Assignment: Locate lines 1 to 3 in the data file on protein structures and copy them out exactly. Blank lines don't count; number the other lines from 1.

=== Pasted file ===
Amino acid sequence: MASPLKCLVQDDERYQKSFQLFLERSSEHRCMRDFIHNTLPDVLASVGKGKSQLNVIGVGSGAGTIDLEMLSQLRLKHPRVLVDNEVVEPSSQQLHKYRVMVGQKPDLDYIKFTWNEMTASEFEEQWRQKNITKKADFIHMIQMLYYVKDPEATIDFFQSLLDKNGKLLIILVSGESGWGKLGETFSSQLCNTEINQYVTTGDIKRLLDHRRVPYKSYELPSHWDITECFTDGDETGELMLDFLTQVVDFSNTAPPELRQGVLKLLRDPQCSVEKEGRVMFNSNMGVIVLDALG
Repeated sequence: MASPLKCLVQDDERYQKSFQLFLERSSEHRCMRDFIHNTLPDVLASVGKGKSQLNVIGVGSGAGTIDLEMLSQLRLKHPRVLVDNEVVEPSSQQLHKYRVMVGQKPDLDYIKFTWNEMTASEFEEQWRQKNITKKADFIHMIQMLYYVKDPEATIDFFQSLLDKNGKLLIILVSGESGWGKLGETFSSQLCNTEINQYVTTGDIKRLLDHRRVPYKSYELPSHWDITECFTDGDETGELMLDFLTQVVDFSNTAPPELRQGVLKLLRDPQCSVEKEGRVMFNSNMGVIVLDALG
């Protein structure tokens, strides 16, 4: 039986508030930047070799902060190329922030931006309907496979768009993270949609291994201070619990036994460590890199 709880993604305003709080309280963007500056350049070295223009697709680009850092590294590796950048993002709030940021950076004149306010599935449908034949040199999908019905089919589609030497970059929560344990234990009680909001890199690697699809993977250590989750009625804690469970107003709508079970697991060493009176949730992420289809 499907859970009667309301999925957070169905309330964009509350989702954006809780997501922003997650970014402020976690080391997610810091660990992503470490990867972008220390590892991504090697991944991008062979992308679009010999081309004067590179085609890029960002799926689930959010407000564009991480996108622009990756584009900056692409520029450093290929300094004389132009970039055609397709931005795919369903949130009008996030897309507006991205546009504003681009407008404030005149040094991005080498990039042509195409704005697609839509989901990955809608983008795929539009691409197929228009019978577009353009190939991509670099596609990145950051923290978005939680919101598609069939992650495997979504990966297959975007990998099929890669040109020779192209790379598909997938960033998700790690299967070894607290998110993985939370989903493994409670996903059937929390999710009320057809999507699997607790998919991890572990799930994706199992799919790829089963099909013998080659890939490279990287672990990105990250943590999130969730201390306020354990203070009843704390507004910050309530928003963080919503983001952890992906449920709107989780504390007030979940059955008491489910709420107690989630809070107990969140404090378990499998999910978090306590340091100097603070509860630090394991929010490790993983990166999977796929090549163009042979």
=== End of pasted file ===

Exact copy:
Amino acid sequence: MASPLKCLVQDDERYQKSFQLFLERSSEHRCMRDFIHNTLPDVLASVGKGKSQLNVIGVGSGAGTIDLEMLSQLRLKHPRVLVDNEVVEPSSQQLHKYRVMVGQKPDLDYIKFTWNEMTASEFEEQWRQKNITKKADFIHMIQMLYYVKDPEATIDFFQSLLDKNGKLLIILVSGESGWGKLGETFSSQLCNTEINQYVTTGDIKRLLDHRRVPYKSYELPSHWDITECFTDGDETGELMLDFLTQVVDFSNTAPPELRQGVLKLLRDPQCSVEKEGRVMFNSNMGVIVLDALG
Repeated sequence: MASPLKCLVQDDERYQKSFQLFLERSSEHRCMRDFIHNTLPDVLASVGKGKSQLNVIGVGSGAGTIDLEMLSQLRLKHPRVLVDNEVVEPSSQQLHKYRVMVGQKPDLDYIKFTWNEMTASEFEEQWRQKNITKKADFIHMIQMLYYVKDPEATIDFFQSLLDKNGKLLIILVSGESGWGKLGETFSSQLCNTEINQYVTTGDIKRLLDHRRVPYKSYELPSHWDITECFTDGDETGELMLDFLTQVVDFSNTAPPELRQGVLKLLRDPQCSVEKEGRVMFNSNMGVIVLDALG
């Protein structure tokens, strides 16, 4: 039986508030930047070799902060190329922030931006309907496979768009993270949609291994201070619990036994460590890199 709880993604305003709080309280963007500056350049070295223009697709680009850092590294590796950048993002709030940021950076004149306010599935449908034949040199999908019905089919589609030497970059929560344990234990009680909001890199690697699809993977250590989750009625804690469970107003709508079970697991060493009176949730992420289809 499907859970009667309301999925957070169905309330964009509350989702954006809780997501922003997650970014402020976690080391997610810091660990992503470490990867972008220390590892991504090697991944991008062979992308679009010999081309004067590179085609890029960002799926689930959010407000564009991480996108622009990756584009900056692409520029450093290929300094004389132009970039055609397709931005795919369903949130009008996030897309507006991205546009504003681009407008404030005149040094991005080498990039042509195409704005697609839509989901990955809608983008795929539009691409197929228009019978577009353009190939991509670099596609990145950051923290978005939680919101598609069939992650495997979504990966297959975007990998099929890669040109020779192209790379598909997938960033998700790690299967070894607290998110993985939370989903493994409670996903059937929390999710009320057809999507699997607790998919991890572990799930994706199992799919790829089963099909013998080659890939490279990287672990990105990250943590999130969730201390306020354990203070009843704390507004910050309530928003963080919503983001952890992906449920709107989780504390007030979940059955008491489910709420107690989630809070107990969140404090378990499998999910978090306590340091100097603070509860630090394991929010490790993983990166999977796929090549163009042979």